The Fairy Queen, Barbican, London, review: ‘the evening was a delightful succession of phantasmagoric tableaux’

The Academy of Ancient Music’s presentation of Purcell’s fantastical semi-opera ‘The Fairy Queen’ is the stuff of dreams, says Cara Chanteau

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The Independent Culture

The Barbican opened its new season with a wonderfully realised semi-staged performance by Richard Egarr and the Academy of Ancient Music of Purcell’s semi-opera The Fairy Queen, based on Shakespeare’s A Midsummer Night’s Dream. Though containing stunning symphonies and songs much plundered for recitals, it actually consists of five largely plotless masques, so director Daisy Evans wisely jettisoned any attempt to superimpose a narrative, offering instead a sort of controlled chaos as the performance was overrun by stage hands and technicians still bustling round the orchestra centre-stage, only gradually revealed as the singers.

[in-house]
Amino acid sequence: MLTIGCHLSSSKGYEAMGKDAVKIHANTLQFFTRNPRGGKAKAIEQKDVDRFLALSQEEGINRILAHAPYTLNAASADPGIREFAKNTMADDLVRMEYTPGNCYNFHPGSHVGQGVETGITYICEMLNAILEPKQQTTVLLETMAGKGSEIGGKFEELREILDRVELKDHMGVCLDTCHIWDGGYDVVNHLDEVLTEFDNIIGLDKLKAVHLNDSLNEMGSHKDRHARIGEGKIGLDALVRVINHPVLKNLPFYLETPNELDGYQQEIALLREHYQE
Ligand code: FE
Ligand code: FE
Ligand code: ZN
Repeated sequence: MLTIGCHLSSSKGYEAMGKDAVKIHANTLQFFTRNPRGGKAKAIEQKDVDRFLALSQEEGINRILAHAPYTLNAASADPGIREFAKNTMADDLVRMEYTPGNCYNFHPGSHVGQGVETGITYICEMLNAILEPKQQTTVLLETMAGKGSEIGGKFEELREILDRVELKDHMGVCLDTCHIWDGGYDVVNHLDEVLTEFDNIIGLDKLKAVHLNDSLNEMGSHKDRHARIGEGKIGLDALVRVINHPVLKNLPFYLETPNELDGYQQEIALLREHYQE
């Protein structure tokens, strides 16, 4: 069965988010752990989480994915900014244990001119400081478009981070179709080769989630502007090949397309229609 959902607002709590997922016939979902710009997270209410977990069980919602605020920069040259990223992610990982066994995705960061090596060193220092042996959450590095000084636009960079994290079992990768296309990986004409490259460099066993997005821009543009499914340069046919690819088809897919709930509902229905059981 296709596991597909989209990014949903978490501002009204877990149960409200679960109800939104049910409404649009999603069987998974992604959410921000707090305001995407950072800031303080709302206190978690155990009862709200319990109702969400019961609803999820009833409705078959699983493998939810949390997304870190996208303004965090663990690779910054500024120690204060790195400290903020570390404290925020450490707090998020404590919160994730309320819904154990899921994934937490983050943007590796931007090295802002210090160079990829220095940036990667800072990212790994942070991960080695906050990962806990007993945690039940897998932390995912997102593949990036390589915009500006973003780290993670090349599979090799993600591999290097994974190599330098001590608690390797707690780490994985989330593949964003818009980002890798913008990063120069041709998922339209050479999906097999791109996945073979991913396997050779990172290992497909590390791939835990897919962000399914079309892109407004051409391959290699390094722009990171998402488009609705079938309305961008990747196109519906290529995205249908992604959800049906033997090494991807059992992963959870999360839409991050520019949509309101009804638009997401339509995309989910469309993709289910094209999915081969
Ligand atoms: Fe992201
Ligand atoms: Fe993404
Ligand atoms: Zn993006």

And what singers they were: Iestyn Davies’s superlative counter-tenor, revealing his acting chops still in very good order in “No, no, no, no kissing at all”; Gwilym Bowen a charismatic young high tenor beside fellow tenor Charles Daniels’s clean timbre; bass Ashley Riches, a Radio 3 New Generation artist, swaggering with great panache as the drunken poet, while late stand-in soprano Rowan Pierce gave a heart-piercing account of “O let me ever weep”. Underpinned by the Academy’s informed musicianship – as vibrant in its fanfares as it was sensitive in its pianissimos – the evening was a delightful succession of phantasmagoric tableaux, conjured by Jake Wiltshire’s subtle shifts of lighting. The first of three Purcell semi-operas programmed over the next three years at the Barbican, this performance argues strongly for making a point to catch the next one.